California State Appeals Court Justice Allegedly Groped A Colleague’s Body Says It Was An Affair

 LOS ANGELES (AP) — A California state appeals court justice was accused Monday of repeatedly groping a colleague's breasts, suggesting they have an affair and telling a police officer who served as his driver that he wanted to have sex with her in his chambers.

The Commission on Judicial Performance charged Justice Jeffrey W. Johnson of the 2nd District Court of Appeal in Los Angeles with nine counts of misconduct for allegations that date back 15 years to his time as a federal magistrate judge, when he allegedly asked a court clerk if she had a breast enlargement and whether he could touch them.

An attorney for Johnson said he denies the allegations, passed a lie detector test about the most serious accusations and plans to present evidence from other colleagues and court employees in his defense.  Read entire story.

Statement from President Donald J. Trump Recognizing Venezuelan National Assembly President Juan Guaido as the Interim President of Venezuela

Today, I am officially recognizing the President of the Venezuelan National Assembly, Juan Guaido, as the Interim President of Venezuela. In its role as the only legitimate branch of government duly elected by the Venezuelan people, the National Assembly invoked the country’s constitution to declare Nicolas Maduro illegitimate, and the office of the presidency therefore vacant. The people of Venezuela have courageously spoken out against Maduro and his regime and demanded freedom and the rule of law.
Read the entire statement.

Federal Judge Reconsiders The NTEU's Lawsuit Filed Against Trump Due To The Government's Shutdown

WASHINGTON, D.C. (Federal News Network)---A federal district judge has decided to hear the government’s proposed motion to dismiss a lawsuit challenging the Trump administration’s handling of the recent government shutdown brought to the D.C. district court by the National Treasury Employees Union.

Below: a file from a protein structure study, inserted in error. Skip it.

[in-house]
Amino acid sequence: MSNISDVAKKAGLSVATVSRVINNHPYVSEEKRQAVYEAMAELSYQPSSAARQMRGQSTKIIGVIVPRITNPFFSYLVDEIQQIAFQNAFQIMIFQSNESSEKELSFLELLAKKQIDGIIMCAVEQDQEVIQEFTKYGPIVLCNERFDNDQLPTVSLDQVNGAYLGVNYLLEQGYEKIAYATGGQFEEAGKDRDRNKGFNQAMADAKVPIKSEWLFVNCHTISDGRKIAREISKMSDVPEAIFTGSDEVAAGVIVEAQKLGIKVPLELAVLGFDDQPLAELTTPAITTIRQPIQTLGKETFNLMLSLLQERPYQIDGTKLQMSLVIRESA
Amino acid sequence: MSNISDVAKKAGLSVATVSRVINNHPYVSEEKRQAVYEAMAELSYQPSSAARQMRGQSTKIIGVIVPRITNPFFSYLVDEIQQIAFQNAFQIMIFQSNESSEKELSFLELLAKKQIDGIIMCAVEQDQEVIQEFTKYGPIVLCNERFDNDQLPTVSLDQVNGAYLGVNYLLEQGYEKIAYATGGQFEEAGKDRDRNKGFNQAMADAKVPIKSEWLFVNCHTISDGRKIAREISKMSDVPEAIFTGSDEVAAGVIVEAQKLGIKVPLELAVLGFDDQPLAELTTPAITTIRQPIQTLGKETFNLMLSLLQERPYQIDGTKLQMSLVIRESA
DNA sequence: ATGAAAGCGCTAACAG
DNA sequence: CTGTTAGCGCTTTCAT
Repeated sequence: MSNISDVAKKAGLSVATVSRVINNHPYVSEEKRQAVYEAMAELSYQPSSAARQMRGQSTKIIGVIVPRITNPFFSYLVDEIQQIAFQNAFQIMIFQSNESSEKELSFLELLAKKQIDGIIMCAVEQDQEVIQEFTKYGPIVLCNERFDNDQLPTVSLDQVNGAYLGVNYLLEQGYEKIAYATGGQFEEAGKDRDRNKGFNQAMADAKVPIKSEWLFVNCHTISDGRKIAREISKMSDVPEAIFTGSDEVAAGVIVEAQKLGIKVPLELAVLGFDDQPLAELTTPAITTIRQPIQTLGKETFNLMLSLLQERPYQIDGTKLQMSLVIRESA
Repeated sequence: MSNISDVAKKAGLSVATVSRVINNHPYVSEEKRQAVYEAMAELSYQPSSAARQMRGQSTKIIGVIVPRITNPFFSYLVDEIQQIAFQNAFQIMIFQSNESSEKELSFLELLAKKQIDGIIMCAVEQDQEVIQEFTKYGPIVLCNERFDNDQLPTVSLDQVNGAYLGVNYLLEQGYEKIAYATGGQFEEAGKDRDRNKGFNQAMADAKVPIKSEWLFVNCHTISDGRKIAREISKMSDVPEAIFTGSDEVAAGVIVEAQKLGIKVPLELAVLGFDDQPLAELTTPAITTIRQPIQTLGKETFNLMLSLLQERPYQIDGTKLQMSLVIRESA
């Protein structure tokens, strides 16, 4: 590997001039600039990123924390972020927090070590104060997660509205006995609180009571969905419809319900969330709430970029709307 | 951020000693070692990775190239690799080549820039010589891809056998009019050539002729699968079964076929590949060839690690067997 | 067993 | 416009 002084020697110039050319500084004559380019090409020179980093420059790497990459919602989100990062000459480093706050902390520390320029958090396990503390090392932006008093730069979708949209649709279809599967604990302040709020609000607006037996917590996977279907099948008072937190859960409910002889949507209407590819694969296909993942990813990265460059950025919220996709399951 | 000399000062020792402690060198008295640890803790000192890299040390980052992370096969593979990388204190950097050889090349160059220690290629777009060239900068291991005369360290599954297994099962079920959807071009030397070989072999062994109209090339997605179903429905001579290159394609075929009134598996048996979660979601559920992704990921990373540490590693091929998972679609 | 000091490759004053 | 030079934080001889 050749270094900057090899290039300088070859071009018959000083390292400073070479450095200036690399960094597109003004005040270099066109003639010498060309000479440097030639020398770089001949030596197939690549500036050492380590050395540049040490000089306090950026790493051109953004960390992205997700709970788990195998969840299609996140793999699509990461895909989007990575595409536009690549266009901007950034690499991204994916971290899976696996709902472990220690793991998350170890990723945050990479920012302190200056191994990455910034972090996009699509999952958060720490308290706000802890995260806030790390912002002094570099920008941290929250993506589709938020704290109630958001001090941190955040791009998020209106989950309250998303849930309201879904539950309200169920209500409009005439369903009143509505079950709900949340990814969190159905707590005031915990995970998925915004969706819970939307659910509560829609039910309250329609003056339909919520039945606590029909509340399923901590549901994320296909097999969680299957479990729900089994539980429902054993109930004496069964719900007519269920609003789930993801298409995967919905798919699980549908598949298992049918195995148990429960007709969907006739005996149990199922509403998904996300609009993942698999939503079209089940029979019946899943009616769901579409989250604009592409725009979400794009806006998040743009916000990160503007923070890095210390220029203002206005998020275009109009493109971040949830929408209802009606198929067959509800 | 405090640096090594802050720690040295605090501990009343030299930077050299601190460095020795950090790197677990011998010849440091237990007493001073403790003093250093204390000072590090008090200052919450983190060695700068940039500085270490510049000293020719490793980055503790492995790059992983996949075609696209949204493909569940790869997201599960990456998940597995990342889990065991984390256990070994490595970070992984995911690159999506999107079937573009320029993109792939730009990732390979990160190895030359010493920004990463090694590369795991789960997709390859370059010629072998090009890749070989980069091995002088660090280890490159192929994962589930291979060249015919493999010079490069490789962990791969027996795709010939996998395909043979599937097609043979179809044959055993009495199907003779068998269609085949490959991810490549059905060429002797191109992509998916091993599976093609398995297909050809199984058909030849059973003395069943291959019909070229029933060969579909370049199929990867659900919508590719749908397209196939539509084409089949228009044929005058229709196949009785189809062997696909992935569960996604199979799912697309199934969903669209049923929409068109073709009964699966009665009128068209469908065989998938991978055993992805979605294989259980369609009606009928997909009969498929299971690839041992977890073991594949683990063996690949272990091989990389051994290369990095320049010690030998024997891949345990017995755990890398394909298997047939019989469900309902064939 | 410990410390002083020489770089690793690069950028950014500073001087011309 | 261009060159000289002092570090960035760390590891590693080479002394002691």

Judge Richard Leon met with both parties Friday afternoon to discuss the path forward for NTEU’s lawsuit, filed in the U.S. District Court for the District of Columbia, now that the recent 35-day government shutdown has ended.

Justice Department attorneys representing the federal government said Friday they preferred to dismiss the case altogether, arguing that NTEU’s challenges were “moot” now that the most recent government shutdown had ended and the threat of another one — at least for the time being — is over.

But NTEU, along with the attorneys who are representing four anonymous federal employees in a similar but separate lawsuit against the Trump administration and its actions during the recent government shutdown, said they’ve raised constitutional arguments that should be resolved.

“It’s over until the next one,” said Michael Kator, an attorney with Kator, Parks, Weiser and Harris, the law firm representing the four anonymous employees.

Leon said he wants both parties to agree to a timeline where they could both do oral arguments some time in early May, noting that if he denies the motion to dismiss, he may be in a position where he’s forced to consider summary judgment on the case much closer to the next government shutdown deadline.

“I don’t want that to drag too close … to the end of the fiscal year,” Leon said.

If he does deny the motion to dismiss the case, he envisioned a scenario where both parties appeared again before the court over the summer to deliver oral arguments. His opinion could come in early September, just shy of the end of the fiscal year on Sept. 30.

“It’s a case that has great potential to concern and impact the country,” Leon said, noting that it could, if it moves to this stage, hold precedent.

NTEU’s legal arguments are nuanced, but they essentially challenge the heart of the very mechanism that ultimately prompts agencies to shut down, furlough some and force other federal employees to work without pay for the duration of a lapse of appropriations.  Read more.

DOD Identifies Air Force Casualty

WASHINGTON, D.C.---The Department of Defense announced today the death of an airman who was supporting Operation Freedom’s Sentinel.

Staff Sgt. Albert J. Miller, 24, of Richmond, New Hampshire, died April 19 at Al Udeid Air Base in Qatar in a non-combat-related incident. The incident is under investigation.